FORT DRUM, N.Y. — Most commanders have at least three top priorities at any one time. Some have ten.
But during his recent commander’s update brief, Lt. Col. Frank LeDuc hit a new Army record when he issued his 50th number one priority.
“We’d been hung up on 45 number one priorities for a few days,” said Capt. Jack Frontenac, Alpha Company commander. “But the boss came back from meetings up at division and brigade all fired up. We got directive guidance on marksmanship, medical training, fitness and motorcycle safety. Each top priority was more important, more vital than the last.”
LeDuc, battalion commander of the 10th Mountain Division’s renowned “Rifle” Battalion in 5th Brigade, is known across post for enforcing a strict “zero defect” policy. “Rifle” Battalion itself is famed for its public, ostentatious struggles against complacency and inefficiency: struggles that take the form of a giant list of top priorities, all tied for number one.
Sources say that before the brief ended, with each commander’s professional attention already subdivided into 49 equally energetic, different, and mostly contradictory directions, LeDuc said “meetings are too important to finger-drill” before adding, “Gentlemen: holding meetings is my number-one priority.”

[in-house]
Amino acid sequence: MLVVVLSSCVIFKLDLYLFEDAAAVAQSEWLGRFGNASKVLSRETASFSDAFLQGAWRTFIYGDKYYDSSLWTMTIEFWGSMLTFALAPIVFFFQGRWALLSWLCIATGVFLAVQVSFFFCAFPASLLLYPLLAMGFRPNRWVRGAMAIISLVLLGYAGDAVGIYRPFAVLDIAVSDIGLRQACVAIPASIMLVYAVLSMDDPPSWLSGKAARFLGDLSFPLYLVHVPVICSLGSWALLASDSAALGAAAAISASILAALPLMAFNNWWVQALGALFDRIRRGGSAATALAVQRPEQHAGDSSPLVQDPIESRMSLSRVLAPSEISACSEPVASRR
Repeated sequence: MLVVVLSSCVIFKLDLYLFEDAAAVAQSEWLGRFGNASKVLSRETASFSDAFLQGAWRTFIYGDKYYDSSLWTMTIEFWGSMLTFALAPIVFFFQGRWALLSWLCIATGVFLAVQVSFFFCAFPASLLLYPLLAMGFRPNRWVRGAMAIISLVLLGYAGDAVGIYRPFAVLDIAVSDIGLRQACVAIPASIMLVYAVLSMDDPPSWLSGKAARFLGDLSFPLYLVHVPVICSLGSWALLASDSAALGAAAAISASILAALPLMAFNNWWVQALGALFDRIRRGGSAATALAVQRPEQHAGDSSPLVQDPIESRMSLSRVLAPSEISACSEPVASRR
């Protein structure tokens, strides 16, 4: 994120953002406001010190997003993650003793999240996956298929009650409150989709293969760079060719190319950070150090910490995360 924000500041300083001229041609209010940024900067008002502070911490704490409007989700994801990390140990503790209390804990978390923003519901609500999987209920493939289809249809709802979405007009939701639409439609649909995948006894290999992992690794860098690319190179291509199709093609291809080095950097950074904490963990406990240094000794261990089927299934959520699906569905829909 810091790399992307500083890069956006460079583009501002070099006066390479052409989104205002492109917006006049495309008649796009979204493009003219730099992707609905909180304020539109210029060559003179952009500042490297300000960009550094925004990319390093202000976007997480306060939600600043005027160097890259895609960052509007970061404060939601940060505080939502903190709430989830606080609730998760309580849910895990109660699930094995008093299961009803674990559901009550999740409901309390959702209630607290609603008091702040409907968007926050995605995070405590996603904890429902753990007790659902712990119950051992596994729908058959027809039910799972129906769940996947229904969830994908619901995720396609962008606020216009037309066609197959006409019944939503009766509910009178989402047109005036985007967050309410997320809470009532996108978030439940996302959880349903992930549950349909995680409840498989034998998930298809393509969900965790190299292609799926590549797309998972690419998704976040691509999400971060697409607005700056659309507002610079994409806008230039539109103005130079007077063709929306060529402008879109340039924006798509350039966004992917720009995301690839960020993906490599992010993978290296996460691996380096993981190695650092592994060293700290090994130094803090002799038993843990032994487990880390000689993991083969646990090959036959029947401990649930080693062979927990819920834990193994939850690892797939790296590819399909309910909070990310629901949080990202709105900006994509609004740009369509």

Other active priorities emphasized by LeDuc include soldier readiness, spiritual readiness, psychological resiliency, CrossFit, combatives, having fun, rucking, taking things seriously, professionalism, discipline, customs and courtesies, the Divisional Say No to Spice policy, dogmatic adherence to written policies, empowering subordinates, and using common sense in order to decipher commander’s intent.
“If everything is an emergency, there’s no such thing as an emergency,” said one captain, who spoke on condition of anonymity. “I think so many priorities are confusing and make leadership impossible.”
Not so, says LeDuc.
“Priorities are good for morale,” he told reporters. “If we didn’t have priorities, how will the men know what’s important? And if things aren’t top priorities, why are we bothering to do them?”